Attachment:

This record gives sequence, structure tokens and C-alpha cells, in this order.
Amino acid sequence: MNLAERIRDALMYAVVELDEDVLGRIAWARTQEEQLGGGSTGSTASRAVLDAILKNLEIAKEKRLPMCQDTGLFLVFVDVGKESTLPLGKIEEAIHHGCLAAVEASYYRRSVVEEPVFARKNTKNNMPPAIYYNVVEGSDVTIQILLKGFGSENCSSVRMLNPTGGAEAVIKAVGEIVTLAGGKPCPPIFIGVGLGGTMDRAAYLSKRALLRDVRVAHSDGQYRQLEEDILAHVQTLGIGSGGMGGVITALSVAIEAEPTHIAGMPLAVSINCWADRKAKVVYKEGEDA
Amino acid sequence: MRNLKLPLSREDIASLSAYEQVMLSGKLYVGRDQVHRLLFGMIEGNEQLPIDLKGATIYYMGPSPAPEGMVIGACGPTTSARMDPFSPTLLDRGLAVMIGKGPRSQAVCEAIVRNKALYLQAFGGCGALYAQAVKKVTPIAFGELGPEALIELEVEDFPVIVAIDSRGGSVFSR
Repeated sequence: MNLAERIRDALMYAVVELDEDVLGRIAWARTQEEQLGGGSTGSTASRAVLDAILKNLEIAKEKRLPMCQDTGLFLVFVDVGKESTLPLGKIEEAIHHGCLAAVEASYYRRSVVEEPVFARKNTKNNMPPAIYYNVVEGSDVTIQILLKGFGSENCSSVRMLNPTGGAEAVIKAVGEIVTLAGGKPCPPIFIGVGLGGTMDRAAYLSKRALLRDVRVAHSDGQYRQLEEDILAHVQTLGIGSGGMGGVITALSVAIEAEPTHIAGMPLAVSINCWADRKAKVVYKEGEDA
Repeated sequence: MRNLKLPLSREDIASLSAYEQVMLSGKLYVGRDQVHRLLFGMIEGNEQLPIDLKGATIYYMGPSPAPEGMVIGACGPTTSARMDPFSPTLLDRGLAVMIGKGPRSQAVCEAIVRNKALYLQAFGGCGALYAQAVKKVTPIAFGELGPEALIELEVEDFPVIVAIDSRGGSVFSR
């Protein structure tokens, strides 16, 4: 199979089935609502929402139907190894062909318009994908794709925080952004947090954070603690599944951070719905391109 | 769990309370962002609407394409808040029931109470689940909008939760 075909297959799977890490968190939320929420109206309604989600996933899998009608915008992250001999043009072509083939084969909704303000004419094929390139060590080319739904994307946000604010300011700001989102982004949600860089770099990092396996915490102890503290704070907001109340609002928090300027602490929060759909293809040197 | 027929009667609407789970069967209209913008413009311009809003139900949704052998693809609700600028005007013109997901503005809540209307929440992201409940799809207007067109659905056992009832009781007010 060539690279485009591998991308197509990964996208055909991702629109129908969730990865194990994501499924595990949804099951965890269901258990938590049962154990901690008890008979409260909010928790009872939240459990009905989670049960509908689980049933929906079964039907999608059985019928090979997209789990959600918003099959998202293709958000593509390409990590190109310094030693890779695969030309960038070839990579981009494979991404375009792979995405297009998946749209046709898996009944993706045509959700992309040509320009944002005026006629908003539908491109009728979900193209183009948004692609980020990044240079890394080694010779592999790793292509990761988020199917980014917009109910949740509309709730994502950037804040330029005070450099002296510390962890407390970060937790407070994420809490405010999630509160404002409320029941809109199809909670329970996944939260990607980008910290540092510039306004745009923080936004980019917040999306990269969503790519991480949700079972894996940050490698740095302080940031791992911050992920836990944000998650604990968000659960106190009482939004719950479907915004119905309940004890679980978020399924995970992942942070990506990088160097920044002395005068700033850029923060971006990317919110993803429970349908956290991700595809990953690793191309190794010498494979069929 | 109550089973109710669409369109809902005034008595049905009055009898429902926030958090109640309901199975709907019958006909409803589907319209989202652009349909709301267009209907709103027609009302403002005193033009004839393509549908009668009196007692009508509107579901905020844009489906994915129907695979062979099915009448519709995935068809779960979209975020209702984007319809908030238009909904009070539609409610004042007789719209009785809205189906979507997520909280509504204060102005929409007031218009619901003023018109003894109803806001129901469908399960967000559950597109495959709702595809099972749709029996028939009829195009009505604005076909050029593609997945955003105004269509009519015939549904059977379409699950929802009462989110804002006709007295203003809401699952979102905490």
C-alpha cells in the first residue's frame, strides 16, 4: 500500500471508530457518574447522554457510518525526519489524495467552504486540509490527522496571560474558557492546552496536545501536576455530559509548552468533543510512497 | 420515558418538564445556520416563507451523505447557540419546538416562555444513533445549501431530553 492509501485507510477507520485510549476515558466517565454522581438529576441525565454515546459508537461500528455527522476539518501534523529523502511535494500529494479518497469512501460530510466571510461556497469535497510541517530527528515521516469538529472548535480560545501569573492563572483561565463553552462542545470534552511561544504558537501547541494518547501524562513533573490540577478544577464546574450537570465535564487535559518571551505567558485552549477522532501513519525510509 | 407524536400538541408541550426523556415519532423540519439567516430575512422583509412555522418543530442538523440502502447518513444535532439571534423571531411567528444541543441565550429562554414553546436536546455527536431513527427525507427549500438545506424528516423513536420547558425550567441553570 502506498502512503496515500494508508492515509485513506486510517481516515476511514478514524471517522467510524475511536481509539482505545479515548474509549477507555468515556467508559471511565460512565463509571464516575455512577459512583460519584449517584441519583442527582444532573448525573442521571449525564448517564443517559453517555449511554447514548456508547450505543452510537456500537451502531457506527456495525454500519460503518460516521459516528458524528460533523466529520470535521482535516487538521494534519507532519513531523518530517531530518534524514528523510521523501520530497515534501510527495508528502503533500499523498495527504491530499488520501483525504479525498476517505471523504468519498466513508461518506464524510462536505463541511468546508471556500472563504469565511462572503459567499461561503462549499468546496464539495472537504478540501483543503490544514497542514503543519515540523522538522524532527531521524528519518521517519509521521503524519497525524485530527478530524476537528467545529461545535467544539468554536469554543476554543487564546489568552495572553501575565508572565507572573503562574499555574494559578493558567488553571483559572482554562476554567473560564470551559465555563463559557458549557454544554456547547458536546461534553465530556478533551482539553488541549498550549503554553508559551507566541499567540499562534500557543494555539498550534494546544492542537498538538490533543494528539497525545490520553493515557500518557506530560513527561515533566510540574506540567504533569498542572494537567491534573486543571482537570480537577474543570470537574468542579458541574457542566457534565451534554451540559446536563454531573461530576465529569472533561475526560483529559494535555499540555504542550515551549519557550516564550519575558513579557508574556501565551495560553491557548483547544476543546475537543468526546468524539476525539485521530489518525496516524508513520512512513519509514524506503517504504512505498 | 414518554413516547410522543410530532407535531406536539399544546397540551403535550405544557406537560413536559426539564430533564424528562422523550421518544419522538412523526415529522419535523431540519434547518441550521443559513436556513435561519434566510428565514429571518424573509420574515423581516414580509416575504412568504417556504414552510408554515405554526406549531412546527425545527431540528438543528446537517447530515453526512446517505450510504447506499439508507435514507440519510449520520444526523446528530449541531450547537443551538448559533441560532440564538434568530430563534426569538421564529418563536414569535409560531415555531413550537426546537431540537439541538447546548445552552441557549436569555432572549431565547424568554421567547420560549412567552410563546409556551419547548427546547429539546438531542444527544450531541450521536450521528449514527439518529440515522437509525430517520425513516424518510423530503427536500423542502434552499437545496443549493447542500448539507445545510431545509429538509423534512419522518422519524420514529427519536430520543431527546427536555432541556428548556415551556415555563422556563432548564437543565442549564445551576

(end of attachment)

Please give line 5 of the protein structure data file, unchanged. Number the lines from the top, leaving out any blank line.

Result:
Repeated sequence: MRNLKLPLSREDIASLSAYEQVMLSGKLYVGRDQVHRLLFGMIEGNEQLPIDLKGATIYYMGPSPAPEGMVIGACGPTTSARMDPFSPTLLDRGLAVMIGKGPRSQAVCEAIVRNKALYLQAFGGCGALYAQAVKKVTPIAFGELGPEALIELEVEDFPVIVAIDSRGGSVFSR